Angina, which is also known as angina pectoris, occurs when the flow of blood through the coronary arteries to the heart muscle is insufficient to meet the heart’s oxygen demands, such as during physical activity.
Coronary heart disease is the most common cause of reduced blood flow to the heart in people with angina. Coronary heart disease is the build-up of fatty deposits on the inside of the coronary arteries causing them to become narrow and restricting the amount of blood flowing to the heart muscle.
There are two main types of angina:
- Stable angina: pain lasting 5-15 minutes that is relieved by angina medication. It usually has a trigger, such as physical exercise or exertion, anxiety or emotional stress, cold temperatures, or heavy meals
- Unstable angina: pain lasting longer than 15 minutes that may not be fully relieved by angina medication. It may indicate that you are having a heart attack. Unstable angina often occurs without a specific trigger.
Angina differs from a heart attack because the reduction in blood flow to the heart muscle is only temporary and does not result in damage to the heart muscle.
People with angina, however, are at higher risk of having a heart attack. If you have been diagnosed with angina and you experience unstable angina or angina pain that is unusual, e.g. occurs when you are resting or wakes you up from sleep, you might be having a heart attack. You should dial 111 immediately.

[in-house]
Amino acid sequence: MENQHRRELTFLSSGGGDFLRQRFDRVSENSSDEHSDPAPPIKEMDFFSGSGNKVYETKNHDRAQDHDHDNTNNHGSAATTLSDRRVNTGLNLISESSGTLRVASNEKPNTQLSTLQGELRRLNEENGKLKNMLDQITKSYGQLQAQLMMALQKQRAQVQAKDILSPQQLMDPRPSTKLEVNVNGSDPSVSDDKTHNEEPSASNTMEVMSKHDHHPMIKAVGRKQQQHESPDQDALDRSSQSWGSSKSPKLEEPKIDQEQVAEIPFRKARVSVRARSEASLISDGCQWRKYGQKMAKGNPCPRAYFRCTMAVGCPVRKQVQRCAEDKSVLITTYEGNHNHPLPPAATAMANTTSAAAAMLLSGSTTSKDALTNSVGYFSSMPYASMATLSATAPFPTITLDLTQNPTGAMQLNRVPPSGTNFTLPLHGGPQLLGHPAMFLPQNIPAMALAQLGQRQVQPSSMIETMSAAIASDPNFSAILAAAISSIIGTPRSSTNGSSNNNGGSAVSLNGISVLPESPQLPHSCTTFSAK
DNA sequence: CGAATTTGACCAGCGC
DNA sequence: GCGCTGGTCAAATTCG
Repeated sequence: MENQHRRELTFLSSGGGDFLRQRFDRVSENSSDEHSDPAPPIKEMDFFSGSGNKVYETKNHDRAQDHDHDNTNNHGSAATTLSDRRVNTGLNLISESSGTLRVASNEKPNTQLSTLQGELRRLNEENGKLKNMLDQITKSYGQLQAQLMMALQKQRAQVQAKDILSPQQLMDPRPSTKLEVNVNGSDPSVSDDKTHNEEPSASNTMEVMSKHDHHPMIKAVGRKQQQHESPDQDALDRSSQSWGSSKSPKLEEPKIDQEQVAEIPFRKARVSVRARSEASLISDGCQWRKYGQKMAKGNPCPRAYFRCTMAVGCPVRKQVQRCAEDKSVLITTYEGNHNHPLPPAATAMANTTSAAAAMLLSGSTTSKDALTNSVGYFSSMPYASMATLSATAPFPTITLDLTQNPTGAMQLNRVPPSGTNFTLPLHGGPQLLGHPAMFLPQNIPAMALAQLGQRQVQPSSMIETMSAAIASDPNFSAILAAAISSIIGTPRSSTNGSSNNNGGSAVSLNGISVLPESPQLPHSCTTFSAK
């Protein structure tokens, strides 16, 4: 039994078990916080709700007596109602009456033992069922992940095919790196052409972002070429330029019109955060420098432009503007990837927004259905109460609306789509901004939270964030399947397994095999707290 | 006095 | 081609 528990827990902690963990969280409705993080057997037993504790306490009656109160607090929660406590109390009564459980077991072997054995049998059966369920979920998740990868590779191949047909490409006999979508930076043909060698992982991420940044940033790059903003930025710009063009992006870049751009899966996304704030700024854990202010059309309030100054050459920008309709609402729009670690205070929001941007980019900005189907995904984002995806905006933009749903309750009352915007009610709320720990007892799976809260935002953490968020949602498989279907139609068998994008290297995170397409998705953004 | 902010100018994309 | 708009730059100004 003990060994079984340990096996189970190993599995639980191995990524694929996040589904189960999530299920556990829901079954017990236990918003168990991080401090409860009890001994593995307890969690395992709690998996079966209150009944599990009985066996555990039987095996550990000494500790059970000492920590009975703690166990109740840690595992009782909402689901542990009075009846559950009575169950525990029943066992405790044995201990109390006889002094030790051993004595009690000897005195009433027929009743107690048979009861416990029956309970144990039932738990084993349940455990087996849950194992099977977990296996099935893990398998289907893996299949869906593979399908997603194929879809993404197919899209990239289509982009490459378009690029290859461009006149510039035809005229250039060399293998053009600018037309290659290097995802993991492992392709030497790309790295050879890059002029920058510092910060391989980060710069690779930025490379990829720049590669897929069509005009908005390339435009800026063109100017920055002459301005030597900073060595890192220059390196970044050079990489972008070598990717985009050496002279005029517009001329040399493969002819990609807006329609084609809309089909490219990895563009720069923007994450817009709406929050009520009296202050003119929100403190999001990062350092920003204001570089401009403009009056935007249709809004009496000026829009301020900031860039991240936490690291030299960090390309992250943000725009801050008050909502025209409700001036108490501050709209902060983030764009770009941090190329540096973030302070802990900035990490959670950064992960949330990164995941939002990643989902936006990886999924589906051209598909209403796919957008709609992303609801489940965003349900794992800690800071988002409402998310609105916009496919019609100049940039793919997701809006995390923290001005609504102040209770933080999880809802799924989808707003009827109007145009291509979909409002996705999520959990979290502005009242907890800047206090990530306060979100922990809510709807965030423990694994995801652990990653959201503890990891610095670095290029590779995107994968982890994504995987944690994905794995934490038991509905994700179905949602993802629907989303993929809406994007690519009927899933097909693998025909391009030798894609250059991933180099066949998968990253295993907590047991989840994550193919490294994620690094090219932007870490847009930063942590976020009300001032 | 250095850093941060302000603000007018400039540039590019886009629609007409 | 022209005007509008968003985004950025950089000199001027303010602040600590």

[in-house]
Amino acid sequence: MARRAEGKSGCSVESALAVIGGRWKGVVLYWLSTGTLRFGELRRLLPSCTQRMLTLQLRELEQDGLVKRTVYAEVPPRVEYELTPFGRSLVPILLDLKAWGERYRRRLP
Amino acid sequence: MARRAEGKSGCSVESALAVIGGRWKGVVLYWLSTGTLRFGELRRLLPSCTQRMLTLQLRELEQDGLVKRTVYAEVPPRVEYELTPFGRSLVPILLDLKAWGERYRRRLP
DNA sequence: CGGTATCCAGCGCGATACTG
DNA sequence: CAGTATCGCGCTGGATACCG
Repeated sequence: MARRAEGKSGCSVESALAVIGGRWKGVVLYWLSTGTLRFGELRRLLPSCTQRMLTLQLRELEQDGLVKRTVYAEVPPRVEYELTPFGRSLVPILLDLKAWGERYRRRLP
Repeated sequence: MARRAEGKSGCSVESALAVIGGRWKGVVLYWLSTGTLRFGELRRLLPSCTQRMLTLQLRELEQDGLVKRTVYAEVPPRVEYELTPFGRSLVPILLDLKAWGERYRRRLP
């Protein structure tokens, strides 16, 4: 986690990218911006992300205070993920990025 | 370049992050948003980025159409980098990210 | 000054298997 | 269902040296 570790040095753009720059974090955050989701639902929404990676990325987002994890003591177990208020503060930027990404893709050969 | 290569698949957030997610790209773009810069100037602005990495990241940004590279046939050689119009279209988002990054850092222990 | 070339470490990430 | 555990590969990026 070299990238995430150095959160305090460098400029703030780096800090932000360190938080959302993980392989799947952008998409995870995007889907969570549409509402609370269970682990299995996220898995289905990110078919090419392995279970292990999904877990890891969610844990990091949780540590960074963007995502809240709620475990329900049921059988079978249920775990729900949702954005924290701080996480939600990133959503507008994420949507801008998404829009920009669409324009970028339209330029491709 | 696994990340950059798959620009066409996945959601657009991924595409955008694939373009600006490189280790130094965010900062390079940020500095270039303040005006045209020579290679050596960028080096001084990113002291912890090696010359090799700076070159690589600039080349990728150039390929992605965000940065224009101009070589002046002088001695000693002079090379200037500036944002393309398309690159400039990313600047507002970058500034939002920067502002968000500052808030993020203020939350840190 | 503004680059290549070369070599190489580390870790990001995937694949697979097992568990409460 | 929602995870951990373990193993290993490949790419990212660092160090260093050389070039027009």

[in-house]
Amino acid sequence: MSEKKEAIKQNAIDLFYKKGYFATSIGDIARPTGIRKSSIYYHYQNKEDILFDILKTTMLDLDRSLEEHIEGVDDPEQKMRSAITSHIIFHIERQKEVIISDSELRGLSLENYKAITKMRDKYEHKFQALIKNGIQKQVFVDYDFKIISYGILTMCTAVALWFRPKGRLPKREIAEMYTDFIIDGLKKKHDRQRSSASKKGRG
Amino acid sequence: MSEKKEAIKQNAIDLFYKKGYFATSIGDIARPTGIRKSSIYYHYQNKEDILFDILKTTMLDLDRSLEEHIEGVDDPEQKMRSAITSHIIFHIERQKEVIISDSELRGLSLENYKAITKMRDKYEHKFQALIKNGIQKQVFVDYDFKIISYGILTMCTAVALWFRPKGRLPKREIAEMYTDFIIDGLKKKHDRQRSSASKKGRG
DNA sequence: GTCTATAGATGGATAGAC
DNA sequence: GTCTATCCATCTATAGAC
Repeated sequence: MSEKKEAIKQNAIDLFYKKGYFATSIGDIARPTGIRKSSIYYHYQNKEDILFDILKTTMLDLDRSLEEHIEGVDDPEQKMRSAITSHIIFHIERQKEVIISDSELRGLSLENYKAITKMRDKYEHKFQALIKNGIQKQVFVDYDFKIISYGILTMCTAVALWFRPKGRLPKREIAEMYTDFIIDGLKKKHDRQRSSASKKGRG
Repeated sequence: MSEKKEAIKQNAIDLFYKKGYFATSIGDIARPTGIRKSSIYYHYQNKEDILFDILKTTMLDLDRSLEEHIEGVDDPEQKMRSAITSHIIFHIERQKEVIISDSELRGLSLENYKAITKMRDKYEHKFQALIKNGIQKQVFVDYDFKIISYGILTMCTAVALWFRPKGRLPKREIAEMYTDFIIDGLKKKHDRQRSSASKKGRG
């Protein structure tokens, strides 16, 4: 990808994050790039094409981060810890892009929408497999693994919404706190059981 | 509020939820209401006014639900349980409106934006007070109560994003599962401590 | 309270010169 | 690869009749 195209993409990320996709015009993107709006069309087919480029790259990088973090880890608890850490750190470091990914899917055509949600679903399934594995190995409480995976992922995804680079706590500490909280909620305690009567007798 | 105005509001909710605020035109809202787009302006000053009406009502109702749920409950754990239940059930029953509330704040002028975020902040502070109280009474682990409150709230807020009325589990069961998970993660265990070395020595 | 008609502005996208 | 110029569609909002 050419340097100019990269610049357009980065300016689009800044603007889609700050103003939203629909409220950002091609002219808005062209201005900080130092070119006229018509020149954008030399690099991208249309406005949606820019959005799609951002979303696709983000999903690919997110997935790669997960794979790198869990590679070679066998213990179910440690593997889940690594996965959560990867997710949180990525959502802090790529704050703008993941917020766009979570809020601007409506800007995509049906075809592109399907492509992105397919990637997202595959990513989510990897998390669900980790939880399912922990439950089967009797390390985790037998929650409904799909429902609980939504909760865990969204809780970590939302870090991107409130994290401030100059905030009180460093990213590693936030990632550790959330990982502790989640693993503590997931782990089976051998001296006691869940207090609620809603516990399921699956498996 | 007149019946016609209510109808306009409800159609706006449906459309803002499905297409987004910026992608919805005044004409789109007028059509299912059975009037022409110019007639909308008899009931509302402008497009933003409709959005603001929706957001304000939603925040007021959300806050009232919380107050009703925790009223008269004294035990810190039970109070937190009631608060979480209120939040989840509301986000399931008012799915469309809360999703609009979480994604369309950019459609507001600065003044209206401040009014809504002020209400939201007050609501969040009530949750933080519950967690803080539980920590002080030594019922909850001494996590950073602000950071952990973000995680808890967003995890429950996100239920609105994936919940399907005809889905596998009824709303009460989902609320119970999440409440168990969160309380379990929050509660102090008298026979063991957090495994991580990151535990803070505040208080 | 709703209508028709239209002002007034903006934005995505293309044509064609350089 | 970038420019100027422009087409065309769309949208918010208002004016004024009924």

Signs and symptoms
Angina symptoms are not always present because during times of low oxygen demand, e.g. when at rest, the heart muscle can function on the reduced amount of blood flow without triggering symptoms. However, when the demand for oxygen is increased, e.g. during exercise, the heart muscle cannot cope, and angina symptoms are triggered.
Signs and symptoms of angina include:
- chest pain or discomfort, often described as squeezing pressure, fullness, tightness, or a heavy weight in the centre of the chest
- pain or discomfort in the arms, neck, jaw, shoulder or back
- pain similar to indigestion or heartburn
- shortness of breath and tiredness
- nausea, sweating, and dizziness.
The severity, duration, and type of angina can vary. It is important to recognise new or different symptoms since they may signal unstable angina, or a heart attack.
Women may not experience classic angina symptoms and this can lead to delays in seeking treatment. They’ll often experience nausea, shortness of breath, abdominal pain or fatigue but may or may not have chest pain. Or a woman may feel discomfort in her neck, jaw or back or a stabbing pain instead of the more typical chest pressure.
Angina is diagnosed by your physician conducting a physical examination and asking about your symptoms and any risk factors, including whether there is a family history of heart disease.
Tests are available to help confirm a diagnosis of angina. These include:
- electrocardiogram (ECG): monitors patterns of the electrical signals in the heart to reveal whether the blood flow through the heart has been slowed or interrupted
- exercise stress test: involves conducting an ECG during exercise since it is easier to diagnose angina when the heart has to work harder
- echocardiogram: uses sound waves to produce moving images of the heart, which allows identification of angina-related problems
- chest x-ray: looks for other conditions that might be causing angina symptoms and to see if the heart is enlarged
- coronary angiography: uses x-ray imaging to obtain a detailed picture of the inside of the coronary arteries